Now having the same currency, the Eurozone countries tend to have similar rates of GDP growth. However, some countries are growing at a bit slower rate due to differences in fiscal policies; a good example is the previously mentioned national debt level of Italy causing it to have a slightly lower growth rate than their other Eurozone counterparts. The GDP growth rates and debt level of the Eurozone countries are shown in the chart above [10]. As you can see above, there seems to be a bit of a correlation between the amount of debt, and the GDP growth. For example Italy exhibits a debt level of 104% of GDP and they have a relatively low growth rate, whereas Luxembourg has only a 6.8% level of debt to GDP and exhibits a relatively larger GDP growth rate [10].

It is important to note that although participating countries have in fact benefited from the adoption of the euro, there have been sacrifices as well as increased competition in various forms that countries must adequately manage. As long as the benefits continue to far outweigh the sacrifices, the inception of the euro should prove to continue to reap benefits.


It’s also worth mentioning the affects that not adopting the euro have had on the United Kingdom, Sweden, and Denmark. By looking at the same factors as above, GDP Growth and debt level, it appears that the three countries have not been negatively affected as shown in the chart above [10]. In 2005 and 2006 the UK was right on track with the European Union in terms of GDP growth, and out-paced the EU by 0.7% in 2007. Part of this upside could be due do the fact that they carry a lower percent of debt to GDP. Sweden has consistently outpaced the European Union in GDP growth over the past three years and also exhibits a lower debt to GDP ratio than the EU as a whole. Denmark showed similar successes of using their own currencies in 2005 & 2006, but had a downturn in 2007 [10].

Future Outlook


As shown above, ten currencies are expected to convert to the euro in the foreseeable future. The entry of Lithuania and Estonia was planned for January 2007 but was postponed due to unacceptably high inflation rates in those countries. The Czech Republic had originally aimed for entry into the European Exchange Rate Mechanism II in either 2008 or 2009, but the current government has officially dropped the 2010 target date, saying it will clearly not be able to meet the economic criteria. The new stated goal is 2012. Latvia had aimed to join the euro in 2008 but inflation rates of over 11% have resulted in a delay as the country does not meet the current criteria under council rules. The government's official target is now January 2012 although the head of the Bank of Latvia has suggested that 2013 may be a more realistic date [4][11].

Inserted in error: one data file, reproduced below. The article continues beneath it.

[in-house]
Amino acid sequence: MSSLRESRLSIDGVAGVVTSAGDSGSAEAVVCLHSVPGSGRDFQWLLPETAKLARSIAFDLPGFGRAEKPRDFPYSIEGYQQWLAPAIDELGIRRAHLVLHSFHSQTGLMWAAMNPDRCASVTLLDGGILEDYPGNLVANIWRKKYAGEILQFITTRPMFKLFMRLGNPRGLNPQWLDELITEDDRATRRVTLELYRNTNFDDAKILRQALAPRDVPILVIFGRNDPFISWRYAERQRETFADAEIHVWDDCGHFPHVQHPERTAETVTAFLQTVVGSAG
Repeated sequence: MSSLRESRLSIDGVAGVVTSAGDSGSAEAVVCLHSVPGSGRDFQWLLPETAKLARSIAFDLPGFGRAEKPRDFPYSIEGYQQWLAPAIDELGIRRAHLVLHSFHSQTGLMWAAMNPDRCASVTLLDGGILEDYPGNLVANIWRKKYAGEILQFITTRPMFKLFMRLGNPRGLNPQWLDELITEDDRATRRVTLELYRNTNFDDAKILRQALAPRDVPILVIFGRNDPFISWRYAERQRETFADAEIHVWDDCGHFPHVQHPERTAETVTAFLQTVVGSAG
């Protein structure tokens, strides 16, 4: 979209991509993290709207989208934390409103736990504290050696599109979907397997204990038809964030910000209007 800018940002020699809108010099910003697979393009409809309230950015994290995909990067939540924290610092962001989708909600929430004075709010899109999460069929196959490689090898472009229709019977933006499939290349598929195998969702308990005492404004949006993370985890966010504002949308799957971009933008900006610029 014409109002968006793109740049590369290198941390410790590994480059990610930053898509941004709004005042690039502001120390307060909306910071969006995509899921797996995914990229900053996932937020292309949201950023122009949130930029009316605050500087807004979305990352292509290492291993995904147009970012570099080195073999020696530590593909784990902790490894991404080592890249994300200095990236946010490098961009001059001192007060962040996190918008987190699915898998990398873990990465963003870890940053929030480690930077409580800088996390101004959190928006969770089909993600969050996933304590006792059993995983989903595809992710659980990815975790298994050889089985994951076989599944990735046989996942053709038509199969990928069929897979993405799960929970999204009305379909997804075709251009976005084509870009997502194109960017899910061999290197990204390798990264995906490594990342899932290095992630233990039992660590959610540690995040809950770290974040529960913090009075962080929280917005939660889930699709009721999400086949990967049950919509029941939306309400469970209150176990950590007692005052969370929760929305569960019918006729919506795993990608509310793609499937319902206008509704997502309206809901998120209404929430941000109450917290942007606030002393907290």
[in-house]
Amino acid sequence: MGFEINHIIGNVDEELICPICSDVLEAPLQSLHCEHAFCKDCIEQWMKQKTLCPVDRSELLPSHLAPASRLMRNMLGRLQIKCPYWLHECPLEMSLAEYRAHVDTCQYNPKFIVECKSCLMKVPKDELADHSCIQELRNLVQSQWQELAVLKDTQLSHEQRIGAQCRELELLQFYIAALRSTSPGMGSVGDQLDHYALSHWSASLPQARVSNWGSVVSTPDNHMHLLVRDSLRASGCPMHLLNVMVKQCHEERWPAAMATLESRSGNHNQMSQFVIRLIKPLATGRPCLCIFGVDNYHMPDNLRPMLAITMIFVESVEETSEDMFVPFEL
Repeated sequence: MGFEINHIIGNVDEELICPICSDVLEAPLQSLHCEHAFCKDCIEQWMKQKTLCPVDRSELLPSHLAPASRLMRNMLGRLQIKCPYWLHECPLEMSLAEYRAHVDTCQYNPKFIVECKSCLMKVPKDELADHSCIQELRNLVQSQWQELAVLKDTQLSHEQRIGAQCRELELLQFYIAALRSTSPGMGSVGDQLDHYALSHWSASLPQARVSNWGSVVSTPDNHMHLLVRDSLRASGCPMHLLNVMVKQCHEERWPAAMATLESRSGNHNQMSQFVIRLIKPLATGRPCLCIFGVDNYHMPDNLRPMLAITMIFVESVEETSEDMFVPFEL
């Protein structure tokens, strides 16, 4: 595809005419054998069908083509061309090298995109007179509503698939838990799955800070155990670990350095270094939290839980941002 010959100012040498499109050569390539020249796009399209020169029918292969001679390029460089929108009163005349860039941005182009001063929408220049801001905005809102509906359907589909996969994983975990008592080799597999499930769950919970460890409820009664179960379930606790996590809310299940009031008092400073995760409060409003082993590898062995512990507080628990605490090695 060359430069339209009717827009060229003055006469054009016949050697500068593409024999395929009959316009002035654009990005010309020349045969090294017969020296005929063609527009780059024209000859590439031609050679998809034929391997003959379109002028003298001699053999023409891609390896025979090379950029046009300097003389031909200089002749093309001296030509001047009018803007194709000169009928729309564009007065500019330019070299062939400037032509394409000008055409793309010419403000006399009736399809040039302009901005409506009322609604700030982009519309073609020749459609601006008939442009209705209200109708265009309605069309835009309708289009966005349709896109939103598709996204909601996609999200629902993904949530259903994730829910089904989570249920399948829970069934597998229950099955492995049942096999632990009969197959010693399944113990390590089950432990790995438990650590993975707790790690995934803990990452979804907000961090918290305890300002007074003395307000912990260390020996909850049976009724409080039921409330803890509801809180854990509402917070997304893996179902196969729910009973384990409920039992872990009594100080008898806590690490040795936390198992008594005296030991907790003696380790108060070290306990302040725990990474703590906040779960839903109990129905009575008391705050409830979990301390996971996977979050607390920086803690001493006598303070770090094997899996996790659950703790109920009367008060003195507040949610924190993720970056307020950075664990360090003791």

The GDP growth rates of the future euro adopters can be seen in the chart above [10]. The future adoption of the euro by these aforementioned states appears to be helping their economies in terms of GDP. The future adoption of the euro by these countries has helped stabilize monetary policy in these countries. These Eastern European nations’ GDP is out-pacing their Western European counterparts that use the euro partially due to the recent stabilization of their monetary policy [10]. Over time, we would expect these countries’ GDP to grow at a slower rate, similar to rates of the current euro users.

The UK could play a large part in the advancement of the euro. On June 9, 2003 it was announced by UK Chancellor Gordon Brown that the UK had not met four of five tests it has for the adoption of the euro. The UK met the test for impact on financial services, but failed to meet convergence with the eurozone, enough flexibility to adapt, impact on jobs, and impact on foreign investment. He mentioned progress was being made on the convergence and flexibility tests and that those would lead to meeting the other two tests as well. Brown pointed our several potential benefits to the UK joining the euro: UK trade within eurozone could increase by 50% in 30 years, lower interest rates, less exchange rate volatility, and thus lower overall transaction costs [12]. With the UK being a large world player in the economic and financial sectors, and London being one of the financial capitals of world, the adoption of the euro in the UK could have great impacts everywhere. UK adoption could further talks to expand the eurozone even further, and possibly lead to discussion about a world currency unit, or at least more stability among all major world currencies.